Bankruptcy's Effect on Product Identification in Asbestos Personal Injury Cases
May 21, 2015
An Overview of Trust Structure and Activity with Detailed Reports on the Largest Trusts
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This report describes the creation, organization, governance, and operation of asbestos personal-injury trusts and compiles publicly available information on the assets, outlays, claim-approval criteria, and governing boards of the 26 largest trusts. The authors find that claim payments by the 26 largest trusts totaled at least $10.9 billion through 2008. While legislative and judicial reforms have made it increasingly difficult to obtain compensation for nonmalignant diseases in the tort system, the trust system remains a source of compensation for such injuries. The authors find that the median trust is able to pay 25 percent of the value it assigns to a claim and that trust transaction costs appear favorable to those in the tort system. The publicly available data on asbestos bankruptcy trusts provide an informative overview of trust practices and activity; however, they are limited in many important ways. Perhaps the most important limitation is the inability to link payments across trusts to the same individual. The ability to understand the trusts' effect on total claimant compensation from the trusts and the tort system combined and the compensation paid by solvent defendants will depend, to a large extent, on whether solvent defendants, trusts, and plaintiffs' attorneys are willing to release individual compensation information on a confidential basis for research purposes.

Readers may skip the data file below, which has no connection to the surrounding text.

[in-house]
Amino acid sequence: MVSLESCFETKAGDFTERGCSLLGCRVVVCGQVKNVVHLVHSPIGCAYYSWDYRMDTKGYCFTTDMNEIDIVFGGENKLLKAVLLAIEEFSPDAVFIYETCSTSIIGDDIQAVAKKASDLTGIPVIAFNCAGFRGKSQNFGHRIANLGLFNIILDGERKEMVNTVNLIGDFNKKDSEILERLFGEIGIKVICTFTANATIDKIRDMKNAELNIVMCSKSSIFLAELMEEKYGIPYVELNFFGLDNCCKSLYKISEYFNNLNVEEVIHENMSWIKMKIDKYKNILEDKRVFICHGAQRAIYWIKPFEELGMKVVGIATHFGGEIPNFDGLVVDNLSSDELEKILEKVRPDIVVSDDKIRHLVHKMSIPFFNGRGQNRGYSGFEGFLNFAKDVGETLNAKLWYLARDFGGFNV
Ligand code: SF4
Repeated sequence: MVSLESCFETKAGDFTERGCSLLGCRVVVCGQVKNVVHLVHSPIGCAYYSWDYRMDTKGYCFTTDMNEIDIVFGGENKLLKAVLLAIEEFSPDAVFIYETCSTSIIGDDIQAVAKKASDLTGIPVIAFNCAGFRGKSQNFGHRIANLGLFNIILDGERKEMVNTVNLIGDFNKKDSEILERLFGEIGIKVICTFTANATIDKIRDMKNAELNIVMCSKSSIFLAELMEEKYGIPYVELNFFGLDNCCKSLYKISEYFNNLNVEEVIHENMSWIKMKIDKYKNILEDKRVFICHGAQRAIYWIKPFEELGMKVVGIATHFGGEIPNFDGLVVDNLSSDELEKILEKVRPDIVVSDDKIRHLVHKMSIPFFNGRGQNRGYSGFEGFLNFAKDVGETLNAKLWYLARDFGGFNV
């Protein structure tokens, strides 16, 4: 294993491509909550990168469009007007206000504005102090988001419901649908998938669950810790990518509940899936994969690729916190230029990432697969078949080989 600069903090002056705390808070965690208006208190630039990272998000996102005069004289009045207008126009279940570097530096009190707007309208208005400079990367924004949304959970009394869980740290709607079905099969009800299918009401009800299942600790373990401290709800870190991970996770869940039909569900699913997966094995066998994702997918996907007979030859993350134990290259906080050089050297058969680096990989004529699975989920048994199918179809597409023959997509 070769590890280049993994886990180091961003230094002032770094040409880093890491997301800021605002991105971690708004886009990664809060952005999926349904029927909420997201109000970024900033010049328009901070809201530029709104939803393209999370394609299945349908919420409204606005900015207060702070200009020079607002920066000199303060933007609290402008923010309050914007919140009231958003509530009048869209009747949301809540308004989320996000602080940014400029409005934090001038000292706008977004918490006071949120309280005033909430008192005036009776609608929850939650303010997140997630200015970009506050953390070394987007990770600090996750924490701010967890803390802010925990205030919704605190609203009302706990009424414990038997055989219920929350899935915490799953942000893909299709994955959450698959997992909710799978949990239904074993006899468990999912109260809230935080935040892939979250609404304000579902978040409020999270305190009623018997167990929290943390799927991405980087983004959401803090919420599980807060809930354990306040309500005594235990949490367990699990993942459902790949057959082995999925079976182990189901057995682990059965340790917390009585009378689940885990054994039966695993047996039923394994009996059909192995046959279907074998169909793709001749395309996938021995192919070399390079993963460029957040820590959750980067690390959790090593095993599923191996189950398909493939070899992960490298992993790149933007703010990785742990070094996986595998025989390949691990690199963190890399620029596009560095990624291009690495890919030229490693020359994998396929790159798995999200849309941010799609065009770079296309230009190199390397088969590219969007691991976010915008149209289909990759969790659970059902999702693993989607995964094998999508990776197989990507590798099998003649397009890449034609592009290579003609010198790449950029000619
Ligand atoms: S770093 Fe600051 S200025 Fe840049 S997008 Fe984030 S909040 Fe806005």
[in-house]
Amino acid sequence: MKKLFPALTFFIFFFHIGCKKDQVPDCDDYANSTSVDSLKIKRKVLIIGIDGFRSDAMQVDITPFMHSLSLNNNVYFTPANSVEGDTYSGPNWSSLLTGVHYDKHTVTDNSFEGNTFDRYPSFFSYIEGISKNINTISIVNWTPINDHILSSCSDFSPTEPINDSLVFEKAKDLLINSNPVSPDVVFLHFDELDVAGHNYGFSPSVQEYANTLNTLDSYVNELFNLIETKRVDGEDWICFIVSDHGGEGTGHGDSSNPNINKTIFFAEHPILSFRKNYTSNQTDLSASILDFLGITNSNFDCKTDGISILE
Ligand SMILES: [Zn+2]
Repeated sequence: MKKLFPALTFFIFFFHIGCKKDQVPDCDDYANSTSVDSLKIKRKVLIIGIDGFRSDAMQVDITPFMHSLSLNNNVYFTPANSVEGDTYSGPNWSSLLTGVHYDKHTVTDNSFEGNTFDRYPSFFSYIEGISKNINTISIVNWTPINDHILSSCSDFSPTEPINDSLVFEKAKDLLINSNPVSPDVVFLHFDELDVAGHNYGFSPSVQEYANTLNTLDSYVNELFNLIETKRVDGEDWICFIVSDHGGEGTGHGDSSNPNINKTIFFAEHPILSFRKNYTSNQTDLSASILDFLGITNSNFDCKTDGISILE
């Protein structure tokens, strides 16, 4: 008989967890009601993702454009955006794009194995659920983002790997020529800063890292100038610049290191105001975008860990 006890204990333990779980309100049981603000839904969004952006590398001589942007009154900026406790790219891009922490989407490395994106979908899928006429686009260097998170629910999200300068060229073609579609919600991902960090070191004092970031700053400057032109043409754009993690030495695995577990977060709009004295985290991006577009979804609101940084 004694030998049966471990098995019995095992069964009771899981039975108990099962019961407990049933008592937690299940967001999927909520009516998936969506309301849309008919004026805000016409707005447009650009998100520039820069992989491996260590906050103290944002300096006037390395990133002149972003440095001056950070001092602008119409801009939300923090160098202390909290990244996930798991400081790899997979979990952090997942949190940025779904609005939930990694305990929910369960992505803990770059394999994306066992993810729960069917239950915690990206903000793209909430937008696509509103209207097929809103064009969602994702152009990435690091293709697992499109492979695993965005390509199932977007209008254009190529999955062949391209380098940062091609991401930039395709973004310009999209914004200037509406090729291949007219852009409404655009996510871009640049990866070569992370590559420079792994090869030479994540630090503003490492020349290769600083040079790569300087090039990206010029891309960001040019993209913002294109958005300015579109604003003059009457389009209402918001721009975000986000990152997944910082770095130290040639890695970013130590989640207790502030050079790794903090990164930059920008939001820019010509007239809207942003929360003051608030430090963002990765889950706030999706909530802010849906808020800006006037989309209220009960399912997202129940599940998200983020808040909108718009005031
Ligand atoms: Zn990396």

History of and Statutory Framework for Asbestos Bankruptcy Trusts
Trust Governance, Administration, and Procedures for Compensating Claimants
Overview of Trust Activity
List of Bankruptcies with at Least Some Asbestos Liability
Detailed Reports on Largest Trusts
The research described in this report was conducted by the RAND Institute for Civil Justice, a unit of the RAND Corporation. This research was supported by a coalition of asbestos defendants and insurers and by the RAND Institute for Civil Justice.
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